Unlike Book 1, this volume really comes to a screeching halt, using a one-page summary of events (I kid you not) to get the reader up to speed, looking very much like plotting notes typed up and formalized and placed at the end of the book.  I'm sorry, that's lazy, sloppy writing and no editor should ever have let that pass.  It read like a comic book recap page, but instead of being helpful to anyone who came in late, it's there to tell someone who has been with the book all along what they missed while Katniss was being incredibly clueless.

I mentioned in my first review that I didn't care for Katniss as the focal character, and she's even worse here. She just acts like there isn't a brain in her head for thinking instead of acting.   Katniss can't see past the nose on her face, which is infuriating because it means Collins has to keep everything from the reader, too.  I'd have found this book a lot more interesting from Haymitch's perspective, and we could use the video of the Games to handle that section.  I get that Collins is trying to show that a girl can be the protagonist, but that's only if she's interesting.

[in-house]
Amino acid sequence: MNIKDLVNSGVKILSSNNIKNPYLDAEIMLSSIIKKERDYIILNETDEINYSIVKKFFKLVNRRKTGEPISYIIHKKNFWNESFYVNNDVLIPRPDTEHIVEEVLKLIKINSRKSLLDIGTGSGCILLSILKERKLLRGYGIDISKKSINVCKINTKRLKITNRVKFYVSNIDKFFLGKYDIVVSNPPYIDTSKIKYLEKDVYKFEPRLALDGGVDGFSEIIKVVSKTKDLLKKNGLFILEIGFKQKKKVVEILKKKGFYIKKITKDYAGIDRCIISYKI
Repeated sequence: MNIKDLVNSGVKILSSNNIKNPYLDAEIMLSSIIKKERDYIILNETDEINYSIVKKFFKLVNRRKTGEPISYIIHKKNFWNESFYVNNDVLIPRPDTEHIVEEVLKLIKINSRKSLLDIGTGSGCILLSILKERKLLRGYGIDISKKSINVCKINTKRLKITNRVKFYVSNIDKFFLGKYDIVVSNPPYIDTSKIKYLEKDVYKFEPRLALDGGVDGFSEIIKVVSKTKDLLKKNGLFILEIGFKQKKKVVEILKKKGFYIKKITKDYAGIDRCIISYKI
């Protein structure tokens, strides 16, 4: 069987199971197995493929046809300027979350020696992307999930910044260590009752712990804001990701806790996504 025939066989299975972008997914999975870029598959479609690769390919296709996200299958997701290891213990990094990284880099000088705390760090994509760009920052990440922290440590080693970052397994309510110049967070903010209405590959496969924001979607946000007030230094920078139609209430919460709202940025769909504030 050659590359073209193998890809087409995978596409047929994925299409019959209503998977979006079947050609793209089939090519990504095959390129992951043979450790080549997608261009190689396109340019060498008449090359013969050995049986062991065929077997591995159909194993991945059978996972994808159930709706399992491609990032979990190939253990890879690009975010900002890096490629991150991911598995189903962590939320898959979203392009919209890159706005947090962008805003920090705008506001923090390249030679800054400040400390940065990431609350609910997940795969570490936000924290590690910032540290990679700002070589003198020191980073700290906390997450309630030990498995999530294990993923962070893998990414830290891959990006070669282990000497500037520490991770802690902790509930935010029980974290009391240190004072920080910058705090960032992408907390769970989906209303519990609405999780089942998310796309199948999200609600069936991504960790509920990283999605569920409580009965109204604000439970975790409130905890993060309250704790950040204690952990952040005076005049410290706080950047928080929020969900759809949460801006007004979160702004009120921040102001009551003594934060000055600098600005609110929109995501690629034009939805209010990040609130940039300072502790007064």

Katniss is about as interesting as plain brown wallpaper.

Despite these problems, I do applaud Collins for trying to show some feminist tendencies in a teen character.  Unfortunately, rather than being proactive, Katniss is a reactive feminist.  "I don't want this" is fine, as she rejects the Capital, rejects the roles Gale and Peeta have for her, and rejects Haymitch for using her.  But what exactly is Katniss for?  I sure don't know.  I don't know that she does, either, and that part of why her character is lacking.  The others, who know what they want, from Snow to Cinna to even the Career tributes, are a lot more interesting as a result.